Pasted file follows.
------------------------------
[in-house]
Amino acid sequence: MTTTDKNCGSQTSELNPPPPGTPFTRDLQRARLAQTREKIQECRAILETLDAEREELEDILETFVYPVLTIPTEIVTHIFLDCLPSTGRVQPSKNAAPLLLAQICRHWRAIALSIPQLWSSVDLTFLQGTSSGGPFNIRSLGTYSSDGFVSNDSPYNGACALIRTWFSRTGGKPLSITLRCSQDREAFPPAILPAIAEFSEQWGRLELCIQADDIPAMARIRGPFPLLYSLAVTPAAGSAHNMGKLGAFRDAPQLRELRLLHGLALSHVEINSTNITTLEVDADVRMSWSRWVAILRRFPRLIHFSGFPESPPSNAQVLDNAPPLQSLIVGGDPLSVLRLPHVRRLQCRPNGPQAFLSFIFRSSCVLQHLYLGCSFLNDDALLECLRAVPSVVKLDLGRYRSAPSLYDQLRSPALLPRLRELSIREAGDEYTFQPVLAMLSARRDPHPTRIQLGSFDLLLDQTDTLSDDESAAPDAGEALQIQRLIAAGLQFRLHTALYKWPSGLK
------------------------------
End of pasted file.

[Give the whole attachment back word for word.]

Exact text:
[in-house]
Amino acid sequence: MTTTDKNCGSQTSELNPPPPGTPFTRDLQRARLAQTREKIQECRAILETLDAEREELEDILETFVYPVLTIPTEIVTHIFLDCLPSTGRVQPSKNAAPLLLAQICRHWRAIALSIPQLWSSVDLTFLQGTSSGGPFNIRSLGTYSSDGFVSNDSPYNGACALIRTWFSRTGGKPLSITLRCSQDREAFPPAILPAIAEFSEQWGRLELCIQADDIPAMARIRGPFPLLYSLAVTPAAGSAHNMGKLGAFRDAPQLRELRLLHGLALSHVEINSTNITTLEVDADVRMSWSRWVAILRRFPRLIHFSGFPESPPSNAQVLDNAPPLQSLIVGGDPLSVLRLPHVRRLQCRPNGPQAFLSFIFRSSCVLQHLYLGCSFLNDDALLECLRAVPSVVKLDLGRYRSAPSLYDQLRSPALLPRLRELSIREAGDEYTFQPVLAMLSARRDPHPTRIQLGSFDLLLDQTDTLSDDESAAPDAGEALQIQRLIAAGLQFRLHTALYKWPSGLK